The food industry is Norway's second largest industry and is rapidly changing. Thus, educational institutions should be innovative to secure relevant candidates for the industry. Our students gain valuable experience through internships and interaction with representatives from working life through field trips, use of guest lectures and writing thesis given by industrial partners. However, the relevance of a study program cannot simply be assessed based on its connection with the working life that students will immediately enter. An important goal is to equip students for a future characterized by lifelong learning.

The idea behind the project Digitale verktøy for økt arbeidslivsrelevans i matteknologisk utdanning (Digital tools to enhance employability of the Food Technology Bachelor program) is to incorporate the work life perspective into several subjects through use of films, interviews, etc. from the industry. The material is used for guided group discussions in various teaching situations. Digital learning resources and cases are developed in collaboration with the industry. Guided group discussions via digital learning arenas with internship students are done to enhance learning and reflection during the internship period. Food Microbiology concept inventory and attitude surveys have been developed for use as indicators to measure attitudinal changes among students and to evaluate student learning.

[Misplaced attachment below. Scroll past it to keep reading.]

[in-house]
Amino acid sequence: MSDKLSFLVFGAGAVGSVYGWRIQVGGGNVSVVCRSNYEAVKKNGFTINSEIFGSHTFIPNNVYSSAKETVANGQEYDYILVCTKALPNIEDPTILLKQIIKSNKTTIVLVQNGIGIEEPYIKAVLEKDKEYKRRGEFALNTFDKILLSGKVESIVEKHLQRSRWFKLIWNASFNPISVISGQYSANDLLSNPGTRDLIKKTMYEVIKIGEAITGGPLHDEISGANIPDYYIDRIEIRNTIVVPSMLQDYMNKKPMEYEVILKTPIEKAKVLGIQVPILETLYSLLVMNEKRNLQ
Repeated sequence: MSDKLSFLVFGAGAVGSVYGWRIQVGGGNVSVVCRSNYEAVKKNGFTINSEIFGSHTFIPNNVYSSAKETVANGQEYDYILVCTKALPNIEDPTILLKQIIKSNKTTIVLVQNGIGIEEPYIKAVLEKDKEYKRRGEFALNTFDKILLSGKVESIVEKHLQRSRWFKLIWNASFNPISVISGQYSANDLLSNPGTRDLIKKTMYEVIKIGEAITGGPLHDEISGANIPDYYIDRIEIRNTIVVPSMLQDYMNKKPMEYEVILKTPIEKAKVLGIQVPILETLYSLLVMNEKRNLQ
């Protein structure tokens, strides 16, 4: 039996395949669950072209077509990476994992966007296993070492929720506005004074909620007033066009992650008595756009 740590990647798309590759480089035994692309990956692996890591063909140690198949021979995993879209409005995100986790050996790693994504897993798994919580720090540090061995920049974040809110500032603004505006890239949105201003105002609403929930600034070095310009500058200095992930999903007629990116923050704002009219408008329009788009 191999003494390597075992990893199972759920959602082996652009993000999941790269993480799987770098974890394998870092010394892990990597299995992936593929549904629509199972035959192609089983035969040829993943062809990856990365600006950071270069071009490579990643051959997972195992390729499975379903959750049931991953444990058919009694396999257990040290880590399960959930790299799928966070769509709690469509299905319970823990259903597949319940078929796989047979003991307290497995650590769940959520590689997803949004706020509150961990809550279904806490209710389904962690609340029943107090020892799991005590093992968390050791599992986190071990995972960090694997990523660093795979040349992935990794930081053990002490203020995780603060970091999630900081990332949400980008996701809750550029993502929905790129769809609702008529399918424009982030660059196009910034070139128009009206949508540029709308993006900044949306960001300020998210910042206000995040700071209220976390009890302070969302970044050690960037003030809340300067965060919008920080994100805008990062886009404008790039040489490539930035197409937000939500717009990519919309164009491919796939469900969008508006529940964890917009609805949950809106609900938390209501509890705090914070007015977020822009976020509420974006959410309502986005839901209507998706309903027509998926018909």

Project funded by: Diku - Norwegian Agency for International Cooperation and Quality Enhancement in Higher Education

Project period: 2 years, 2018-2020

Project Coordinator: Anita N Jakobsen (IBT-NTNU)

Partners: Salmar AS, Mattilsynet, Rørosmeieriet, Department of Biological Sciences, NTNU, Department of Teacher Education, NTNU, Department of Physics, NTNU

Cristin-prosjekt-ID: 574507


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Pelagic fish are considered healthy due to the content of high-quality proteins, bioactive peptides, omega – 3 fatty acids, vitamin D, iodine and selenium. Despite this, most of the pelagic fish is not used for human consumption. Most of the Atlantic herring and mackerel landed in Norway and Ireland is frozen and exported (600.000t) to other countries for processing. Most of the Baltic pelagic fish (sprat and herring) is used for fish meal because of the lack of a consumer market. By focusing on consumers expectations on healthy food, both local processing as well as increased use of pelagic fish for human consumption can be achieved. This is crucial in a global nutritional and environmental perspective.